Newspaper Archive of
Walsh County Press
Park River , North Dakota
Lyft
March 28, 2012     Walsh County Press
PAGE 6     (6 of 10 available)        PREVIOUS     NEXT      Full Size Image
 
PAGE 6     (6 of 10 available)        PREVIOUS     NEXT      Full Size Image
March 28, 2012
 

Newspaper Archive of Walsh County Press produced by SmallTownPapers, Inc.
Website © 2020. All content copyrighted. Copyright Information.     Terms Of Use.     Request Content Removal.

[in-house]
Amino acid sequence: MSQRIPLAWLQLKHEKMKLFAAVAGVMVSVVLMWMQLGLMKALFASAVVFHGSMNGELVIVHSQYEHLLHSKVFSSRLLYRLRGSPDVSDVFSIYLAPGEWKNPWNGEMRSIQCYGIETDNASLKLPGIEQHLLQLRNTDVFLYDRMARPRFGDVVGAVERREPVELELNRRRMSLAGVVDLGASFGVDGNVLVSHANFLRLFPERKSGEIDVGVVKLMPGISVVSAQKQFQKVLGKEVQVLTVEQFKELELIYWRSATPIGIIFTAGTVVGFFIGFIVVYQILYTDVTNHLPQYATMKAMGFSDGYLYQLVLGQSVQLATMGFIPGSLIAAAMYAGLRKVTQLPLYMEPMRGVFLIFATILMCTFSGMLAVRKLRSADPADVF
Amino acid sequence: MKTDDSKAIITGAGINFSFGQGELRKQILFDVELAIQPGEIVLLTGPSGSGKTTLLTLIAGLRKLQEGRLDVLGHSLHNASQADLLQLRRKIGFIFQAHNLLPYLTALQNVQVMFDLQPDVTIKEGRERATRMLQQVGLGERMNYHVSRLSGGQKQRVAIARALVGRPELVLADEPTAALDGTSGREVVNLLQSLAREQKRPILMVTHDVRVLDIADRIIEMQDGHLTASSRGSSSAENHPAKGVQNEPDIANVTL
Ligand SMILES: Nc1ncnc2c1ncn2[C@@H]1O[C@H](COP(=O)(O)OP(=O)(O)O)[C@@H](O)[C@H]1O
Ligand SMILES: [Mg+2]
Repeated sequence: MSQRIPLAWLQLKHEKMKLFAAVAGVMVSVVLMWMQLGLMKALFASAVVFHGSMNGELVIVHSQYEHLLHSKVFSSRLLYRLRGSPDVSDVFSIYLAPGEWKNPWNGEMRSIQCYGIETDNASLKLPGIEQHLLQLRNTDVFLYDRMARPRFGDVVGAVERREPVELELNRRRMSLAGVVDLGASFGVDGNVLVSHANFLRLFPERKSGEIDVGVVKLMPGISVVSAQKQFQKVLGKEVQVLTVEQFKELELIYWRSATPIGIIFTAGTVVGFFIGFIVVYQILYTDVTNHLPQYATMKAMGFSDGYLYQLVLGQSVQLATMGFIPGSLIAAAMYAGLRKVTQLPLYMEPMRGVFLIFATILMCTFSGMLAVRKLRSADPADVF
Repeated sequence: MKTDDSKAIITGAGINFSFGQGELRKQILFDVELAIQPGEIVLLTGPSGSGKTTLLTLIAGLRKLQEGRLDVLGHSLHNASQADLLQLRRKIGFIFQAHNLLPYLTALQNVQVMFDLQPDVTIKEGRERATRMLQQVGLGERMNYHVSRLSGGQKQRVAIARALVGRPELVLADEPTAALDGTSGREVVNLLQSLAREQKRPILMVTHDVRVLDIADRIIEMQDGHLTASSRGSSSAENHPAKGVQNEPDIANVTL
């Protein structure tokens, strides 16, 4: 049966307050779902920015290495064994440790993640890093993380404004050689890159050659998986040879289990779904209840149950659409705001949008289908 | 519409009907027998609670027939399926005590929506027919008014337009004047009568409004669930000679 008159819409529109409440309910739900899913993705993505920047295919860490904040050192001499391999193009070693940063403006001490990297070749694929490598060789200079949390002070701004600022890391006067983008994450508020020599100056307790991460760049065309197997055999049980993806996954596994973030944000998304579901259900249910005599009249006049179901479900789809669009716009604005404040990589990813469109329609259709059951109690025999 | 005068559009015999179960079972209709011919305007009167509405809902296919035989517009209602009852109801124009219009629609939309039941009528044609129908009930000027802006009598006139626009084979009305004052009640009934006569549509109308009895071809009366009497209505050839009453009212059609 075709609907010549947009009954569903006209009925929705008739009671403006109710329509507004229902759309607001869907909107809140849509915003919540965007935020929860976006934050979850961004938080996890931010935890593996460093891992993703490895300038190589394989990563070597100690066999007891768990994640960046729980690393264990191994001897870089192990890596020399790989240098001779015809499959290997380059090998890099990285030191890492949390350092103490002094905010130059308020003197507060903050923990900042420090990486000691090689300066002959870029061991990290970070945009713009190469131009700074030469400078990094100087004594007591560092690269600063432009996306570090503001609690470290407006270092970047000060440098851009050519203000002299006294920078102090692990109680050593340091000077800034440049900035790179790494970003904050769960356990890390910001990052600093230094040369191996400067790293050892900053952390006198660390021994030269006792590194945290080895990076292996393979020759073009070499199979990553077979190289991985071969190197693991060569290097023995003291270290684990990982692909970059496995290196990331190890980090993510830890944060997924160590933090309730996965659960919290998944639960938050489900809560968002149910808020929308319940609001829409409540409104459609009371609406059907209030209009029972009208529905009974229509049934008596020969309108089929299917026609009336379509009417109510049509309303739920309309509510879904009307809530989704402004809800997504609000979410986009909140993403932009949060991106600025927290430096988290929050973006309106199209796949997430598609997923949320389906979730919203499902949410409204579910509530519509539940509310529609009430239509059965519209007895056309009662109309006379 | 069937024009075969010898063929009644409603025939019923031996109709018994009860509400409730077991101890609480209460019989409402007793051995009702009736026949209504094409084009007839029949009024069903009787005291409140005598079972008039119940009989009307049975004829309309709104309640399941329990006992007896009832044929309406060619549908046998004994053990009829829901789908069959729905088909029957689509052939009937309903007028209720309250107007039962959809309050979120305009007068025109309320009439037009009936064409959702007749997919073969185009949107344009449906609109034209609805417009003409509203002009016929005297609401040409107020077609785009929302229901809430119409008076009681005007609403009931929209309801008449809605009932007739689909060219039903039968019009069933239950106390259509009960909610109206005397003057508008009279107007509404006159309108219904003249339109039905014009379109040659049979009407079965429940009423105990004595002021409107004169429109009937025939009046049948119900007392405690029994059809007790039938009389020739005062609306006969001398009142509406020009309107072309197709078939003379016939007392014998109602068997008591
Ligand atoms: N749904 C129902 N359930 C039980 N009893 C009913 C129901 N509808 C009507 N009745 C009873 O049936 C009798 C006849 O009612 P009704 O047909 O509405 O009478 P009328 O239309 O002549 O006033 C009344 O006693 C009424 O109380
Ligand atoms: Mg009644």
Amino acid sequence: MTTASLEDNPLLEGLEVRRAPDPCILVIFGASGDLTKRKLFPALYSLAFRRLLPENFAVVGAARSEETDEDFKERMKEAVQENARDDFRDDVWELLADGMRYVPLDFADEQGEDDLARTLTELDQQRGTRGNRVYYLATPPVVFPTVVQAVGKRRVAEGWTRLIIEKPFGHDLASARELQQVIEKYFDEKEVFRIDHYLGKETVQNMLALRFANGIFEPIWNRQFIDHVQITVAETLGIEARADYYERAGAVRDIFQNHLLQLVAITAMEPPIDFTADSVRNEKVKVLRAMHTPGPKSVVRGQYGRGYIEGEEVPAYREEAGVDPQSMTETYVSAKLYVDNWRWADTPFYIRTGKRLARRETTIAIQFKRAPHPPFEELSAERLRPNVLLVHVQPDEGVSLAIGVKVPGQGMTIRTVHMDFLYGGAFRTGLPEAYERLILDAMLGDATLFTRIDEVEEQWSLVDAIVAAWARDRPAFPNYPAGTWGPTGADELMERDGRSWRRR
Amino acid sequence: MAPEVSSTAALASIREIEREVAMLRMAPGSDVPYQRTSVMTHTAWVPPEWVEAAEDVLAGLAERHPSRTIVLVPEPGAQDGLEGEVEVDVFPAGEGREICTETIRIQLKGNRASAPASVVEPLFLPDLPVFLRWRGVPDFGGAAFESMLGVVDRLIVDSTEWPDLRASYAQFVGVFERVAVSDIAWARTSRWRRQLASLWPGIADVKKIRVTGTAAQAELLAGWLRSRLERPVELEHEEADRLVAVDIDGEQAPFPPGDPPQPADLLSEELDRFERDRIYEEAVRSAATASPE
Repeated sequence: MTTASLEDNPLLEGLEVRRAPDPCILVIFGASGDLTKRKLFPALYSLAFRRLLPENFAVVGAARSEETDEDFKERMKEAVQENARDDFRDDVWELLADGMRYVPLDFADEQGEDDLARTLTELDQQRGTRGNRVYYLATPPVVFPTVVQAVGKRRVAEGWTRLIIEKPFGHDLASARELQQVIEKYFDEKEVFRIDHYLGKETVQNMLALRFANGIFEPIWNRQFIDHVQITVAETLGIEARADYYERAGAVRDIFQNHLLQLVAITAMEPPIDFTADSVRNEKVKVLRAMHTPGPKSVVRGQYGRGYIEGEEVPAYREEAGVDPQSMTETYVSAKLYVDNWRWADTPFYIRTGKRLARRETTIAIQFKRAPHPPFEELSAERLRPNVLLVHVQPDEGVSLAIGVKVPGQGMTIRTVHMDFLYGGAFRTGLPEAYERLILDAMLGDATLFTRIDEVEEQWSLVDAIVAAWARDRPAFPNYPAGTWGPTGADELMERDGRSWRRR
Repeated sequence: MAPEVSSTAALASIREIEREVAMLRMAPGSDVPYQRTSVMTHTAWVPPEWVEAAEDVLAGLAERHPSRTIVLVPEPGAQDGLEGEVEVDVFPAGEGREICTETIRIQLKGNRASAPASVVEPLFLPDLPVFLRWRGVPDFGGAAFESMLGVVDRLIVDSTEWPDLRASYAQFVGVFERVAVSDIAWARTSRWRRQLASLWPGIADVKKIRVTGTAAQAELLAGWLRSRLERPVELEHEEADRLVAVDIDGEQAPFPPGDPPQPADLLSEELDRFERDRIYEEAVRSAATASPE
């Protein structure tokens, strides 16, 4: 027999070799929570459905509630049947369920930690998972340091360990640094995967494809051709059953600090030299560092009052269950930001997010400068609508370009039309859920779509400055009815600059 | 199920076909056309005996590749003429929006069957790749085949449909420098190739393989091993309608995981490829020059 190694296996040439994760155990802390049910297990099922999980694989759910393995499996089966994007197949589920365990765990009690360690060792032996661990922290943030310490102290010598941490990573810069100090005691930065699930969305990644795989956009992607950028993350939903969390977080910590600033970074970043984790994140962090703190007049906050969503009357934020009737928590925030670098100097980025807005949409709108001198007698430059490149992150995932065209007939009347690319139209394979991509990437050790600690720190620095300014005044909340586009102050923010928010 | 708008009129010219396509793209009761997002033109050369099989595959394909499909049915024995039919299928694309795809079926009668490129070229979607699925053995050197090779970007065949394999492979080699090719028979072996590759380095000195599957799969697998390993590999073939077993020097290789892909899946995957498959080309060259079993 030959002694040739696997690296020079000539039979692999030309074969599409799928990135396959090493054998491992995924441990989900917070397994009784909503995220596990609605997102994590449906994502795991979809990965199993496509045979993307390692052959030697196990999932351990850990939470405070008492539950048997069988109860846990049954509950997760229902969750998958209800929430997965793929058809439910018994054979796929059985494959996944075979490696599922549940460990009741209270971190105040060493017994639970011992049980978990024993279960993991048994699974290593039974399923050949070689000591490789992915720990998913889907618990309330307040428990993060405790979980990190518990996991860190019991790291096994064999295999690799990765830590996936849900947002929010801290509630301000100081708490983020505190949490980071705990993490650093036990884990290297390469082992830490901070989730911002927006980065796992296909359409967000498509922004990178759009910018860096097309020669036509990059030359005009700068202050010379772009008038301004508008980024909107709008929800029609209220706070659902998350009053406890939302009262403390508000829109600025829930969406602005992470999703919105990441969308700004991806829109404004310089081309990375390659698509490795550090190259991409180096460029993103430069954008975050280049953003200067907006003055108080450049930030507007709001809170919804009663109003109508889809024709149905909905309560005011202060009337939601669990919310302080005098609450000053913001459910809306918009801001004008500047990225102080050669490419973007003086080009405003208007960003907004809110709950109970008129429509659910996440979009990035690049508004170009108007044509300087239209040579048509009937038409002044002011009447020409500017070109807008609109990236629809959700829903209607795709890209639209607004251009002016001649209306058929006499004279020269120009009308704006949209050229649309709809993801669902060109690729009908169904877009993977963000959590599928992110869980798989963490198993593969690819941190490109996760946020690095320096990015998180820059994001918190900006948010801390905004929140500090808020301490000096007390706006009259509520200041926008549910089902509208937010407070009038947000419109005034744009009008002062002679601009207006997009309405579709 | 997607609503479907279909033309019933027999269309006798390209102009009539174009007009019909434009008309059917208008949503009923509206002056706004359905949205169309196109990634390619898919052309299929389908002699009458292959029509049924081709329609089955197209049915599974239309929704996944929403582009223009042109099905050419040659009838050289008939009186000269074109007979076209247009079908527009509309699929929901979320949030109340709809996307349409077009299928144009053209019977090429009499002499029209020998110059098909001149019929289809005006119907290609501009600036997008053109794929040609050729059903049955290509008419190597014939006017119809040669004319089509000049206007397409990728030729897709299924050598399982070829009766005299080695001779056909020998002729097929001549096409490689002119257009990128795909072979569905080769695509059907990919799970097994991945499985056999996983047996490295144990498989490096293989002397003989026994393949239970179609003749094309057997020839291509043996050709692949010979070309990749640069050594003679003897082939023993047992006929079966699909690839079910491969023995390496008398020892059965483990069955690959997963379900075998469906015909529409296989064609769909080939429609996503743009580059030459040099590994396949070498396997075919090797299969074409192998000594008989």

PAGE 4 PRESS PERSPECTIVES N,RCH 28, 2012 FRO.00 THE EDITOR'S DESK... BY KATRINA HODNY INTERIM EDITOR, WALSH COUNTY PRESS I As most young people do these days, I was surfing the World Wide Web and decided to Google "truth." As I grow and leam, I find my- self not wanting to forget life's les- sons that we are supposedly taught for our own good when we are young like why we say please and thank you. Most days I wonder if people are taught anything in school or at home when manners and respect have gone out the win- dow, especially in customer serv- ice. There are those rare people who know that a smile and a greet- ing can go a long way to making someone feel good about other hu- mans on this planet. In my Google search, I came across a site ca-lied xacc.marcan- dangel.com. It's a site that pro- motes "practical tips for produc- tive living.' One blog entry caught my at- tention, 101 Simple Truihs We Of- ten Forget. Here are a few snip- pets: 1. The acquisition of knowl- edge doesn't mean you're grow- ing. Growing happens when what you know dianges how you live. 2. You can't have good ideas unless you're willing to generate a lot of bad ones. 3. Agood idea without ac- tion is worm nothing. 4. Change is often resisted when it is needed the most. 5. The most common and harmful addiction in the world is the draw of comfort. 6. Growth begins at the end of your comfort zone. Stepping outside of your comfort zone will put things into,perspective from an angle you can t grasp now. 7. If you re waiting for the perfect conditions, ideas o!" plans to get started, you'il never achieve anything. 8. Doing something and get- ting it wrong is at least ten times more productive than doing noth- me9.-- Putting something off makes it instantly harder and scarier. 10. You cannot change what you refuse to confront. 11. lfyou aren't happy being single, you won't be happy in a re- lationship. You have to create your own life first before you can share it with someone else. 12. Whenever you hate some- one or solnething, you are giving that person or thing a piece of your heart. Read The Road Less Trav- eled. 13. You have to fight through some bad days to earn the best days of your life. 14. A harsh tact of life: Bad things do happen to good people. 15. Regardless of the situa- tion, the sun rises the next day and life goes on. 16. You never know how strong .YU really are. until beinvg strong is the only choice you ha e. 17. Lifeis short. If therewas ever a moment to lbllow your pas- sion and do something that mat- ters to you. that moment is now. 18. Making one person smile can change the world. Maybe not the whole world, but their world. 19. Blowing out another's candle will not make yours shine brih0ter. Regardless of the situa- tion, the sun rises the next day and life goes on. Like" the Walsh ('oun O, Press on Facebook and check out our blog at htq:#walsh Ct)UlIlylIF!SS. wordpl'eSS.COm Hello, Every day we set new weather records! Middle of March and in the upper seventies. And guess what? Last year, to get away from bad weather, we didn't tum our bulls out until July! So, other than my January calves out of the heifers we bought, I'm skunked. It sure beats last year. Our pens were full of snow. Tree rows were full of snow. Trying to find a place to feed was a challenge. Storms followed one another across the plains like a St. Paddy's Day pa- rade. This will go down in the record books as "the winter that never was". At least so far. Some of the worst storms in nay life have come towards the end of April. So, I guess we have a ways to go. And if it doesn't rain or snow, we'll be calving in the dust. I was thinking this moming of a book I read a few years ago, "Noth- ing Too Good For a Cowboy". It's the second book in a trilogy, so don't read it first. It's a true story about a couple of Wyoming cow- boys who, in the Depression era, decided to go into the wildemess of Hat northem British Columbia and start ranching. Wonderful story. But they endured a lot of hardships in- cluding blizzards and floods and injuries. And they were tough. Liv- ing in tents when it was forty be- low. Freezing their hands so bad their fingernails fell off. And this one old boy would get up every morning and try to start the fire, break the ice on the coffee pot, and holler, "Nothing too good for a cowboy"! A few years ago, I came across this wild Char cow having trouble calving. By the size of the feet sticking out, I think it was one left over from the year before. And if you so much as made a step to- wards this cow, she would shake her head and act like she would take you. I went and got Shirley. I explained how she should ..... And Tips she told me to go to hell! We decided, or rather Shirley decided, instead of roping her in the pasture, we would ease her a mile or so over to a corral. And we did. Until that old cow saw what our plan was. Then she just stuck her head up and headed for the brush. She would take your horse if you tried to stop her. Well, I didn't have a gun to shoot her with, so I roped her. Now, Shirley is a heck of a ranch wife. She can do most any- thing better than anyone in the country. But, I tell you what, her mother must have whipped her with a lariat. Cause when you take out a catch rope, she panics and stampedes. So, I've got this wild cow roped in the middle of this prairie dog town. The wind is blowing forty miles an hour and it looks like one of those sand stomls in Iraq. Shirley is shying away fi'om the rope and won't get close enough to heel this cow. It just hap- pens there is a power line coming across this dog town, so I chase, or rather the cow chases me over to this pole. And | snub her up. Then I take Shirley's rope and heel the cow and give Shirley her rope back to hold. The calf has it's head back and has already gone to calf heaven. And I haven't got a lot to work with. But I'm laying on my side in this prairie dog town with dirt blowing in nay eyes and my arm up the south end of a mad cow, and Fm thinking, "nothing too good for a cowboy!" Anyway, the cow lived, the calf didn't. Shirley forgave me for swearing at her, and I forgave her being born with a deathly fear of ropes. And I was thinking about what Jeff told me the other day. Said as mad as he gets at some cows, it's lucky he doesn't can T a gun! Later, Dean (samaritan ,Happenings at Our Gord Samaritan Monica Simon ADC It's very hard to believe that this will be the last week of March. We look forward to April with these special events: April 2 - 7:00 Adam's Gymnastic Team April 5 3:00 Weekly Communion Service April 12 3:00 Monthly Birthday Party April 13 7:30 Mennonite Singers April 16 3:00 Food Show and Tasting April 26 3:00 Auxiliary Program and Lunch Our March Auxiliary Program and lunch will be held on March 29 at 3:00 and will be hosted by the Victory Free Lutheran Church of Park River. Volunteers for the week included Devotional leaders: Lois Ydstie, Dorothy Novak, Bonnie VanBruggen, Rev. Davic Hinrichs and Corrine Ramsey. Sunday Services were led by Rev. Totman, Mass by Father Unger, Rosary and Communion was led by Shirley Sobolik and assisted by Colleen Samson and our Nail's time helper was Terry Hagen. We thank everyone for sharing their time and talents with us again this week. Every day at the center we have many. activities including two evenings a week these activities include, exercises, current events, music, games, Storytime, Nail's time, Daily Devotions, baking, bingo, and more. Out evening activities are bingo and movie or game night. As you can see we have a good time and offer many different types of activities. Pl'eveat. Promote. Protet. RAW Walsh County Health District Short Shots What is raw milk? Raw milk is milk from cows, goats, sheep, or other animals that has not been pasteurized. What is pasteurization? Pasteurization is the process of heating milk to a high enough temperature for a long enough time to kill illness causing bacteria contained in the milk. Routine pasteurization of milk began in the US in the 1920s and became widespread by 1950 as a means to reduce contamination and human illnesses from milk. It led to a dramatic decline in the number of people getting sick from diseases that had previously been transmitted by milk. Pasteurization is one of public health's most effective food safety interventions ever! Milk that you purchase in your grocery store has all been pasteurized. Why do some people drink raw milk? Some people believe that foods with no or minimal processing are better for their health. They also believe that small, local farms are better sources of healthy food. Even though a person may have been drinking raw milk for a long time and they never got sick, that does not mean that the next time they drink raw milk they are safe. There are different levels of disease causing bacteria that could be in raw milk and only one time of drinking them could be enough to make people seriously sick. Even with very clean milking operations and sanitary conditions there is a risk for disease causing bacteria to get into milk. How does milk get contaminated? Cow feces coming into direct contact with milk, infection of the cow's udders, cow diseases such as bovine tuberculosis, environmental contamination, insects or rodents, and bacteria that live on the skin of cows may be a few of the sources of contamination. How sick can you get from drinking raw milk? It depends on the germ and the amount of contamination as to how sick a person can get. Some symptoms include days of diarrhea, stomach cramping and vomiting. Less commonly, it can mean kidney failure, paralysis, chronic disorders, and even death. As a public health representative I would be remiss ifI did not advise you to drink pasteurized milk. Pasteurized milk is safe and nutritious. Don't risk your health or your family's health! Bringing' Congress, Electoral Just about everyone is unhappy with civic affairs in America these days. Congress and many other public institutions are held in low regard. We have turned into a na- tion of malcontents. Instead of changing the personnel, our usual solution is to attack the institutions. So everyone is out to fix the sys- tem. The National Popular Vote group is promoting a scheme to bypass the Electoral College. Americans Elect, headed by for- mer Governors Christie Whitman (R-N J) and David Boren (D-OK), hope to overthrow the two-party system by nominating a third party slate of bipartisan candidates. Gail L. Johnson of Ewing, New Jersey has an idea for us to think about as well. She just published Two Years to Democracy: The 2Y2D Plan, a strategy to make both Congress and the Electoral College more representative. The book is available at Amazon.com. (Raised in Wahpeton, Gail is the daughter of Mildred Johnson who served on the Board of Higher Ed- ucation from 1952 to 1966.) To start out with, Gail points out that the Founding Fathers favored a Congress that interacted effec- tively with smaller electorates. The Constitution provided for one member of the House of Repre- sentatives for every 30,000 citi- zens, with increases in size left up to Congress following each decen- nial census. The system worked fine until Congress came to the 1920 census when it discovered that urban states would gain a significant number of seats and the rural states would lose. Since none of the rural incumbents wanted to lose their seats, they passed a law in 1929 fixing the mmaber of House mem- bers at 435. Freezing the size of the House meant that as the nation's population grew so did the number of constituents per Congressper- son. We now have Congressional districts with over 710,000 con- stituents, a far cry from the more representative 30.000 with which we started. These huge Congres- sional districts have created a num- ber of serious deficiencies. Gail argues that "'the only pos- sible way a representative can communicate with 710,000 peo- ple...is to spend huge sums of money on mass commtmications - television, direct mail, pollsters, consultants and so tbrth." "The only possible way to raise these huge sums every two years," she alleges, "is to take large chunks from the special interest groups." "They would not be spending the money unless they were going to make a good return on their in- vestment," she states. "These guys are not patriots supporting a polit- ical philosophy." To bring Congresspersons back into contact with smaller con- stituencies and to reduce the influ- ence of interest groups, Gail proposes increasing the size of Congress so that each member would represent around 100,000 constituents. That would give us a Congress of nearly 3,000 mem- bers. A huge body by any standard. (North Dakota would have seven Congresspersons.) Admitting that this would in- crease the cost substantially, even after savings in staffand other ex- penses, she feels the principle is an improved democracy and you can't put a price tag on democracy. But there is more to her case than just restoring a closer rela- tionship between Congress and the people. Because states get one presidential electoral vote for each member of Congress, the increase would enlarge the Electoral Col- lege by around 2500 electors and, since Congress is apportioned on the basis of population, bring the election of the president closer to the l-person, l-vote principle. Normally, we can only handle incremental change in our govern- mental system so Gail's idea is in- deed a challenging step. She makes us think outside of the box. It is another option for those who want to fix the system. X loll With the warm spring weather here it's time to start cleaning up and clearing out our homes and garages. Let's start in the kitchen with the pantry and refrigerator. Look through your food staples and examine the dates and keep the following information in mind when purchasing new items. What Does That Date Mean? We've all seen them and tried to decode them - the date stamped on so many processed foods. Does it mean the grocer should sell the item by that date? If so, how long can I keep it? Does the food suddenly go bad if kept past that date? A "Sell-By" date tells the store how long to display the product for sale. It guides the rotation of shelf stock and allows time for the product to be stored and used at home. The date is quality driven, not a food safety concern. You should purchase these products by the "Sell By" date. Foods with "Sell-By" dates include milk, eggs, yogurt and vacuum packed meats. How long is a food good past the "Sell-By" date? It depends on the type of food. The items that cause the most concern among shoppers include dairy products, eggs, meat and poultry. For milk, for example, make sure you pur- chase the milk before this date. Take it straight home and refrig- erate immediately at 40 degrees or lower. Don't leave it in the trunk of your car while you squeeze in a few more errands on the way home, and don't let it linger on the counter or table during a meal. Under optimum conditions, milk should remain fresh up to 5 to 7 days beyond the "sell-by" date. A "Best if Used By (or Before)" date is a recommendation for best flavor or quality. It is not a pur- chase or safety date. You'll find "Best if Used By', dates on peanut butter, canned milk, powdered milk and some canned foods. A "Use-By" date is the last date reconunended for use of the prod- uct while at peak quality. Other names also used include "Better if used by" and "Better before". A "Use By" date is often placed on non-per- ishable or shelf stable foods like cereal. While product may decline in flavor and quality, food should be safe after that date. This date is determined by the manufacturer based on analysis of the product throughout its shelf life. For most foods, an expiration date means the last date on which the product should be eaten or used. Eggs are the exception. If you buy federally graded eggs be- fore the expiration date, you should be able to use them safe- ly/'or the next 3 to 5 weeks. "Closed or coded dates" are packing numbers for use by the manufacturer. Examp!es include canned juices, vegetables and fruits, dried beans and rice. In general, high-acid canned tbods such as tomatoes, fruit juice and pineapple can be stored on the shelf tbr 12 to 18 months. Low- acid foods such as calmed meats, poultry, fish and most canned vegetables will keep for 2 to 5 years, as long as the can is in good condition and has been stored in a cool, clean, dry place. Never use Ibod from leaking, bulging, rusting or badly dented cans. To answer the "Is this stuff still good'?" question with confi- dence, practice these four rules at your house: 1) Purchase fresh-dated prod- ucts before the "sell-by" date. 2) Refrigerate perishable prod- ucts promptly and use or freeze meat and poultry products be- fore the "use-by" date. 3) Remember that product dat- ing is a guide for quality, rather than safety. 4) These rules do not apply to infant formula and baby food which should not be used after the "use-by" date. If foods are mishandled how- ever, fo0dborne bactena can grow and cause foodbome illness befbre or after the date on the package. For example, if hot dogs are tak- en to a picnic and left out sever- al hours, they might not be safe if used thereafter, even if the date hasn't expired. All those dates are a useful tool for ensuring the food you and your family is eating is tasty and sale. Around the County Walsh County Extension Office Park River - 284-6624 Early Garden Chores We are all getting a little restless to get into our gardens. There are a fbw things to keep in mind. As much as you want to get your garden tilled and have bragging rights for the first planted vegetables let's keep a few things in mind. Make sure the gar- den is properly dry and working well before tilling. You should not be throwing up any wet clumps. These wet clumps turn into hard rocks and make it almost impossible to have a good seedbed for planting, farm- ers it works the same way in your fields. It you are going to apply com- mercial dry fertilizers you should consult your soil test and get your- selfa spreader and spread it prior to cultivation. The tiller will work it in nicely. No weed and feed! Some of our vegetables can be sensitive to that. Remember before applying any soil applied herbicides that you read the labels several times and know how to apply it and where to apply it. I can't tell you how many wrecked gardens that I have seen from the off labeled application of soil applied herbicides. Gardeners beware! Sharpen your hoes, rakes and shovels. Work on your tiller and make sure it is in good working or- der. Dig out the map you made of your garden last year and figure out where everything is going to go. Ro- tate your garden and get ahead oftbe diseases and insects. Planting your tomatoes in the same spot for 10 years is a plan; it is not a very good plan. Actually do some research on the varieties of the vegetables that you would like to plant. Just buying seeds off the rack at the hardware store with no thought can lead to un- happy experiences. Watch your maturity dates and know our grow- ing season. The earlier the variety the less time you have to wait and fight the pests. The longer varieties tend to produce more, but only il: they get ripe betbre the frost. I like to grow a combination of both in my garden. Try new things and challenge yourself. I always have a vegetable of the year and I have grown just about everything that can remotely be considered reasonable in this cli- mate. I have learned how to grow and prepare new things and found many wonderful tastes and combi- nations for food. Live a little and plant more than tomatoes and peas. Teach a child to garden and she/he will eat tbr a lifetime! Remember to keep nay nulnber handy and if you have questions mad need some help call lne at 284-6624 or bradley.brulnmond@ndsu.edu. Most likely I have run into the same problem. Let's get out and grow our own food. Dates to Remember: 4-11 - Final Private Pesticide Applicator recertification and certification meeting; Extension Office Park River 9 a.m. to 12:30 pm for recertification and 9 to 4 for initial